21-year-old Oliver Jordan, a legal assistant based in Tulsa, Oklahoma wasn’t expecting to be in debt of nearly $100,000 dollars when he thought about taking his life [1]. Jordan knew he was suicidal, but he was terrified of the outrageous costs of standard mental care and psychotherapy, so he delayed treatment until it got out of hand.

Despite spiraling into a coma, Jordan survived the ordeal, and he had to spend a week in the hospital. He underwent a lot of more tests, scans, and was placed on high-end medication routines. At the end of the week, he racked up an astonishing $93,000 bill.

In a post that has garnered 26.2K likes, he shared the bill on his Twitter page with the caption: “This is how expensive it is to attempt suicide in the US.”


General laboratory work accumulated $29,000, respiratory services cost $16,000, and his room cost $10,000. There were a lot of other outrageous items on the bill that could cause a person to develop a heart attack.

Insurance saves the day

Speaking to New York post, Jordan said [2]: “I was unconscious before the ambulance arrived. Receiving bills and notices for something that will likely take me years to pay off is…disheartening,” he says. “It leaves a hopeless feeling.” He explained that he’s under a lot of stress and emotional strain from the constant barrage of bills coming at him from all directions.

Oliver says he has insurance to cover most of his medical bills, which is something he’s heavily thankful for. Unfortunately, he still needs about $2,850 to cover his outstanding expenses. He admits that he’s lucky he’s got insurance covering him, because “for someone who couldn’t afford insurance, this would be utterly catastrophic.”

He also tweeted that he developed other problems upon waking up from the coma.

“Probably idk, within minutes of me waking from my coma, they were taking me to their psych floor and wouldn’t tell me about any of my treatment. I found out toward the end of my stay I at some point got pneumonia and MRSA while there but they didn’t treat either past diagnosis.”

Apparently, Jordan isn’t the only victim of outrageous post-suicide bills. A comment read:

“This!!! In 2017 I was in the psych ward because I was suicidal, I stayed a weekend. I’m now 10k in debt.”

Caring for suicidal people

The most important thing to do is to never judge them. Whether they’ve attempted it before or are acting like they want to, never make a suicidal person feel like they are crazy or out of sorts with the rest of the world. They are already going through a lot, and only love, support, kindness, and care can soothe the pain and heal their wounds.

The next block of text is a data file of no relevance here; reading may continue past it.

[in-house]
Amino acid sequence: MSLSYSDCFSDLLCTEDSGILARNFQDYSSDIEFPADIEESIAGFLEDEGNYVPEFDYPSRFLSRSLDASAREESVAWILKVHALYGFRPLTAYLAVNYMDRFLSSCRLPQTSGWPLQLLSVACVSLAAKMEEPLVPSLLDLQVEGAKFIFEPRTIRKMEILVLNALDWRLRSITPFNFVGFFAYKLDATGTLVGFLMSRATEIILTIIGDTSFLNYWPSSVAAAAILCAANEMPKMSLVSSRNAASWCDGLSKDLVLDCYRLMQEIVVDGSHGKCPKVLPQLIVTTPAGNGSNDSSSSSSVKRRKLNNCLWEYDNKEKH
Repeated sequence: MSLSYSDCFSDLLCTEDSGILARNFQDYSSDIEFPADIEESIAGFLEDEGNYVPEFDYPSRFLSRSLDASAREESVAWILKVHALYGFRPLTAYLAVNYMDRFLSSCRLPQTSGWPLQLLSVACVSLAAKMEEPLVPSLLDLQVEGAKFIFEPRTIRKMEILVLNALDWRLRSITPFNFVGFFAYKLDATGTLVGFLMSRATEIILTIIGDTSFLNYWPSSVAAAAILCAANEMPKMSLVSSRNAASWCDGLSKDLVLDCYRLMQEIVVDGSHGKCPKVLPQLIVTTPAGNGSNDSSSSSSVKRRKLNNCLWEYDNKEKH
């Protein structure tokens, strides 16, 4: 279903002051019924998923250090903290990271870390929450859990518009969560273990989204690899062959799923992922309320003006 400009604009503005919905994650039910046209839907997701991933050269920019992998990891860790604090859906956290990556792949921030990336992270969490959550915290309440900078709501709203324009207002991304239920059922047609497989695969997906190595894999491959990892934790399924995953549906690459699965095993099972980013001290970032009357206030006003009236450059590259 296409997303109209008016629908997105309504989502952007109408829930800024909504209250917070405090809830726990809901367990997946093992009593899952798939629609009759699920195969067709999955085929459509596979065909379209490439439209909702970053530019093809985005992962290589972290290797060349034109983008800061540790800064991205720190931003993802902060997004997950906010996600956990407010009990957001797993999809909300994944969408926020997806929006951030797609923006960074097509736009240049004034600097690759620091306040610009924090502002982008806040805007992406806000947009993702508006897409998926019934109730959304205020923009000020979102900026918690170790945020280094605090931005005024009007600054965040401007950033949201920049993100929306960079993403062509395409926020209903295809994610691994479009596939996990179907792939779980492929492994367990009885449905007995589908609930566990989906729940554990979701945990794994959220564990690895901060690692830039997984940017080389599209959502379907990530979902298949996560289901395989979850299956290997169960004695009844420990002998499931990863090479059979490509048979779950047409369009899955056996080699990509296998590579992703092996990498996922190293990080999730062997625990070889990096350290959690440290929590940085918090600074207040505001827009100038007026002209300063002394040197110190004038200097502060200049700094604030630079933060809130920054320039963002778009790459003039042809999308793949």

Sometimes, it’s not easy to tell if someone close to you has suicidal tendencies. The signs may come after they’ve battled depression, anxiety or mental conditions for a long time. Other times, suicidal behavior could be triggered by a traumatizing event or a series of unfortunate circumstances happening all at once.

Don’t let them try to find solace in drugs and alcohol. These things would most likely worsen the condition and cause them to spiral deeper into the dark hole. No matter how much they push you away, show them true love and stick around. Hang on tight and pull them up. Take them out to bustling, bright and cheerful places, talk to them, bring up the good times, engage in fun activities, and most importantly, convince them to go get professional help.

If you’ve been affected by any of these issues, and want to speak to someone in confidence, please don’t suffer alone. Call Samaritans for free on their anonymous 24-hour phone line on 116 123. If you or someone you know is feeling suicidal, you can get help by contacting the National Suicide Prevention Lifeline at 1-800-273-8255

References:

  1. 21-Year-Old Left With $93k Hospital Bill After Attempting Suicide. Emily Brown. Unilad.
  2. Man shows shocking health care cost of his attempted suicide. Lauren Steussy. New York Post. April 18, 2019.
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